Summary Of Potential Changes To Citi Field

MetsBlog summarizes the potential changes Sandy Alderson discussed before yesterday’s game:

David Wright seemed absolutely relieved to know that changes were on the way:

“It’s nice to have a front office that recognizes the situation and tries to correct it. The most you can ask for is just to be in a ballpark that is fair, and from what I understand, that’s what it sounds like they are trying to do – make it a little more neutral. I think that’s fair, and that’s obviously welcome, because I think there are some places in our ballpark that are a little unfair to hitters at this point.”


Currently, the Mets rank 13th in the league and last in the division in home runs with 102.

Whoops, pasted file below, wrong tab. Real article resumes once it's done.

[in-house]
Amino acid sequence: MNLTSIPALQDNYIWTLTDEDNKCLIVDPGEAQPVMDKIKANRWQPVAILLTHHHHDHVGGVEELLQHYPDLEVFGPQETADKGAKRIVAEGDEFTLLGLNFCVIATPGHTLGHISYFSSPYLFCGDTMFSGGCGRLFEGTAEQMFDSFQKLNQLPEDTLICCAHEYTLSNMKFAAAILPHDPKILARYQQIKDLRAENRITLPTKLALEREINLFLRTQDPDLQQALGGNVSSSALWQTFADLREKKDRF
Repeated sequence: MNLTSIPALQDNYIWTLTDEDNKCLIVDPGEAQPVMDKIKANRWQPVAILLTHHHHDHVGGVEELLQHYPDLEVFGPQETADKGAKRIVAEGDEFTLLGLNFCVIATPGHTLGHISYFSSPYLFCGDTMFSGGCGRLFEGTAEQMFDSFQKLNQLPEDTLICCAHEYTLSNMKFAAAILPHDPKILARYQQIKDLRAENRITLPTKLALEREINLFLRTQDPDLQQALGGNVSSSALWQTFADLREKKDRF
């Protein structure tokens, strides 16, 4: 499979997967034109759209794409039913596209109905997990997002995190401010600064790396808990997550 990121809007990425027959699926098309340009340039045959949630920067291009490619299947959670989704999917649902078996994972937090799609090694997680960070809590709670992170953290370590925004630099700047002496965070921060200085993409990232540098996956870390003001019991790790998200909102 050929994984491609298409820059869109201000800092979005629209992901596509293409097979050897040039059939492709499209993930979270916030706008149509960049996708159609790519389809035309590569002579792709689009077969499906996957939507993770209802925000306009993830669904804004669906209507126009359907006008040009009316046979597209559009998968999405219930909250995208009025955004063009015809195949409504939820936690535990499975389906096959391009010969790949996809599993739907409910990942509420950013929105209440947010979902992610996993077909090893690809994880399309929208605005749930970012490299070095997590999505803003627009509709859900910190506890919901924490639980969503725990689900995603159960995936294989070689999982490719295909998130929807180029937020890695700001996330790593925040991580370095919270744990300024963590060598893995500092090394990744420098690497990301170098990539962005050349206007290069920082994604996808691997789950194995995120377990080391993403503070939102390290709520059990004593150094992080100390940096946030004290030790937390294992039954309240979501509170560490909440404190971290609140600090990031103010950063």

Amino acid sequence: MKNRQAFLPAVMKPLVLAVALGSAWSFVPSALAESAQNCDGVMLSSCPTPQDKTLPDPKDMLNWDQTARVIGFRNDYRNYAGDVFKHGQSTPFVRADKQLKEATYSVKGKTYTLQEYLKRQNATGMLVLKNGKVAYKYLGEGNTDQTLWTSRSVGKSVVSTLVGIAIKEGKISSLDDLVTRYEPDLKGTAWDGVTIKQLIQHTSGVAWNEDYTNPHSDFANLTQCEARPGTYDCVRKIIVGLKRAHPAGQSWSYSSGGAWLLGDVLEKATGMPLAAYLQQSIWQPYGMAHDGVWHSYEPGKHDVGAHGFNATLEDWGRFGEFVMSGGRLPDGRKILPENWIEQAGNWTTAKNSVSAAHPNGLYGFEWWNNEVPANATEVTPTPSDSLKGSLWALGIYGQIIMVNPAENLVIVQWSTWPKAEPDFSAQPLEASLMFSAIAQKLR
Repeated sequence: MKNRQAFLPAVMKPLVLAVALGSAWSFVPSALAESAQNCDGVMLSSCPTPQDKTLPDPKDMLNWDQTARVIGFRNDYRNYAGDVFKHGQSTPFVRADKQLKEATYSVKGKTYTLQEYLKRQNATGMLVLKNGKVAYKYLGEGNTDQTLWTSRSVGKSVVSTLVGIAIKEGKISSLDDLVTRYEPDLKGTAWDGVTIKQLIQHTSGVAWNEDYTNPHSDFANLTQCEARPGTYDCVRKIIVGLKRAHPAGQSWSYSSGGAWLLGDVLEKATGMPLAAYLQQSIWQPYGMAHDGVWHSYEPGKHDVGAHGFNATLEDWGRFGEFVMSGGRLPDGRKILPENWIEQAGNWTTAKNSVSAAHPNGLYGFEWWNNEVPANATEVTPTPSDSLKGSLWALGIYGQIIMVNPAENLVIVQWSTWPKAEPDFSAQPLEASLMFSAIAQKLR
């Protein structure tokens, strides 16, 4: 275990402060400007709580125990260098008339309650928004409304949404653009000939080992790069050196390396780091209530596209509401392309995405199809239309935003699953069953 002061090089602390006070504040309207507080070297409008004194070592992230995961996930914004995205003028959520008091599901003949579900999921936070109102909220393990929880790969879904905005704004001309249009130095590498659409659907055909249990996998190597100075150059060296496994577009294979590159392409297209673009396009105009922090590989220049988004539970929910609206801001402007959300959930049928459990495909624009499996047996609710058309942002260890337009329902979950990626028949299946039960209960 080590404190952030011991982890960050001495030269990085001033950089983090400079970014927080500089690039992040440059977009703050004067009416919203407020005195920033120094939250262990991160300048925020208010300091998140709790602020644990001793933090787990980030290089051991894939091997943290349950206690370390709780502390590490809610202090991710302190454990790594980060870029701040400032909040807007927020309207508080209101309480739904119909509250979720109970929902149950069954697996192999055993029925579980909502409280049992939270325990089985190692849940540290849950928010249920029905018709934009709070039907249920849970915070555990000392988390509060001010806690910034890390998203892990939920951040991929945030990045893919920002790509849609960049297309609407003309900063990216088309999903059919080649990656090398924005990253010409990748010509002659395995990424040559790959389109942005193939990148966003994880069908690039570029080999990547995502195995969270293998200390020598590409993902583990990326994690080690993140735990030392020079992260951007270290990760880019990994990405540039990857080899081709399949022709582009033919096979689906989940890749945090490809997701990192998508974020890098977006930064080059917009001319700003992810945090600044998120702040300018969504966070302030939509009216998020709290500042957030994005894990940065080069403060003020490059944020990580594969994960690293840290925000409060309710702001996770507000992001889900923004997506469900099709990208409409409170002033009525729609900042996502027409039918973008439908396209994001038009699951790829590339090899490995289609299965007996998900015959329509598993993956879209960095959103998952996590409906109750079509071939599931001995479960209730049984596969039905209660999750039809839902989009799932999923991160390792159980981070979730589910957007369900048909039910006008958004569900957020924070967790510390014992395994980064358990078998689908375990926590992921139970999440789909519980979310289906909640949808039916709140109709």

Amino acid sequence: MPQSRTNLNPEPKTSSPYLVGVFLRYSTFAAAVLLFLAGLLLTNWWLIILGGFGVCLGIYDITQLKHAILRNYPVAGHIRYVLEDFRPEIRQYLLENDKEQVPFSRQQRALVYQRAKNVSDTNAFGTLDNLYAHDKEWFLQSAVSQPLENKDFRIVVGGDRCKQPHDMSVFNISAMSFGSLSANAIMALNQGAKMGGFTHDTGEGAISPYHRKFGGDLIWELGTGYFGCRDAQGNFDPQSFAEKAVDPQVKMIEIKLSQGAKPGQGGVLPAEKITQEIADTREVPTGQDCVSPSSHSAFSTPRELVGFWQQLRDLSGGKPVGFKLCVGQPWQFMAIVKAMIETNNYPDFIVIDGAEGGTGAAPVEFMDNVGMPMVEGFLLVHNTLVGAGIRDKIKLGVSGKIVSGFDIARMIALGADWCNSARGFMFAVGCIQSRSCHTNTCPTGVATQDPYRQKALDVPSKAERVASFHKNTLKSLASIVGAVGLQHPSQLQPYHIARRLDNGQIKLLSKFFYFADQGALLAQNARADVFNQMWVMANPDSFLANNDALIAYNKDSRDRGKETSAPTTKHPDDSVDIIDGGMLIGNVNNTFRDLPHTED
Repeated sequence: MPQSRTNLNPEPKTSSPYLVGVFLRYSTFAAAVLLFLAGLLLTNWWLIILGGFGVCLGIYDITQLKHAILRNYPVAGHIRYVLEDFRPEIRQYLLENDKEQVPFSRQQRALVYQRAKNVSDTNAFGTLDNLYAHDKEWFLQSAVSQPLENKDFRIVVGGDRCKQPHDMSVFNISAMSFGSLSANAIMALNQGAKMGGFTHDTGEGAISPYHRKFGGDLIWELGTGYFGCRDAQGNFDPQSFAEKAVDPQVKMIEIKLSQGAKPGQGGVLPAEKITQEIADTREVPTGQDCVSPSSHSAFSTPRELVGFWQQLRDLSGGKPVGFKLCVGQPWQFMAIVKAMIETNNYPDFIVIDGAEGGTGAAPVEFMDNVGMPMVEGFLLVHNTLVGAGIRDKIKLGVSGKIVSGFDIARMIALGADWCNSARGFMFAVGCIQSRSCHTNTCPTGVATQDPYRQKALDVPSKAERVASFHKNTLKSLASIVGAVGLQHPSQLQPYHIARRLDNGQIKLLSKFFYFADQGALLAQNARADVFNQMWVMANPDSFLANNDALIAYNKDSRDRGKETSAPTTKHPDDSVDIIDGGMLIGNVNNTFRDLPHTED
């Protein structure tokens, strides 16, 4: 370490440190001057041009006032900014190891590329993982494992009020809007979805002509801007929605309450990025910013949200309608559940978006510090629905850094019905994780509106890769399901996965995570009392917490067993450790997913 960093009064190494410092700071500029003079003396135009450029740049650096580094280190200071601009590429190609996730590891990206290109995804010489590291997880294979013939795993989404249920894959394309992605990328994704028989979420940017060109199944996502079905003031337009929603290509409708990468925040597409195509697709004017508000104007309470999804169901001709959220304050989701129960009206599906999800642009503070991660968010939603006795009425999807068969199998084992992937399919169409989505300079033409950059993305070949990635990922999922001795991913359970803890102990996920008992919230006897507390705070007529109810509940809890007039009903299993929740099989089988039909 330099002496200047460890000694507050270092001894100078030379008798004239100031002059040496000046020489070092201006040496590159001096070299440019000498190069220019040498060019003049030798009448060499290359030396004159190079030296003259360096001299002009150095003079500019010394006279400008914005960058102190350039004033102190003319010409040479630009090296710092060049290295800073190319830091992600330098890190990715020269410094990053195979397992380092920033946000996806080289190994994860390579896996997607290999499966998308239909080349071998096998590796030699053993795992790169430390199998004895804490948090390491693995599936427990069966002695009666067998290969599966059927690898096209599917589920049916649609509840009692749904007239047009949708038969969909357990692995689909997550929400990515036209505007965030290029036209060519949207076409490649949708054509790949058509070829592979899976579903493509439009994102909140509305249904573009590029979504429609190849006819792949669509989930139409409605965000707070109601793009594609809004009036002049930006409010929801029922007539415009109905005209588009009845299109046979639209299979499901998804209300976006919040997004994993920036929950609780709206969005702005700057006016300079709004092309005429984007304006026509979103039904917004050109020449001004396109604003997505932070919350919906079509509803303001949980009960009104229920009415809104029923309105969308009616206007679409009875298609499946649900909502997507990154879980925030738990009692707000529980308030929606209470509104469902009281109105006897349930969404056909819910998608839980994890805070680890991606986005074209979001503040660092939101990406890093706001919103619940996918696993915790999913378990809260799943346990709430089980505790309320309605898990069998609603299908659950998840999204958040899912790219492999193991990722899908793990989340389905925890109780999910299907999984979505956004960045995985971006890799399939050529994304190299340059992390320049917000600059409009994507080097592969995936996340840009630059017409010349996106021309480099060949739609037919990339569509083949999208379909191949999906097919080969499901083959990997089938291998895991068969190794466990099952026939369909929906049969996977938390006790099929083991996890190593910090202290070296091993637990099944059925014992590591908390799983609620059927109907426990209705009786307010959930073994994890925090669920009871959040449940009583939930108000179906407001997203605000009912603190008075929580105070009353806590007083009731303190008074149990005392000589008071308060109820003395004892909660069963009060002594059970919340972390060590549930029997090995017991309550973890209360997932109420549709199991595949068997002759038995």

Wright isn’t the only player who has been openly critical of the park in recent weeks and the size of the park has gotten deep into many of the hitters’ heads.

I don’t see a problem with making the park similar to what we had in Shea Stadium which still kept hitters honest, aided the pitchers and was always regarded as a fair ballpark.

Citi Field had already undergone changes last season when they reduced the wall in center field, but it did little to increase home run production this season or last.

In 2011, Citi Field ranks as the third-most difficult park in which to hit a home run, according to MLB Park Factors. In 2010, the park was ranked fourth.

Even the fans that I’ve spoken to who were dead-set against reducing the dimensions in Citi Field before the start of this season, have softened their stances on the issue.

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I'm a lifelong Mets fan who loves writing and talking about the Amazins' 24/7. From the Miracle in 1969 to the magic of 1986, and even the near misses in '73, '00 and '15, I've experienced it all - the highs and the lows. I started Mets Merized Online in 2005 to feed my addiction and interact with other passionate Met fans like you. Follow me on Twitter @metsmerized.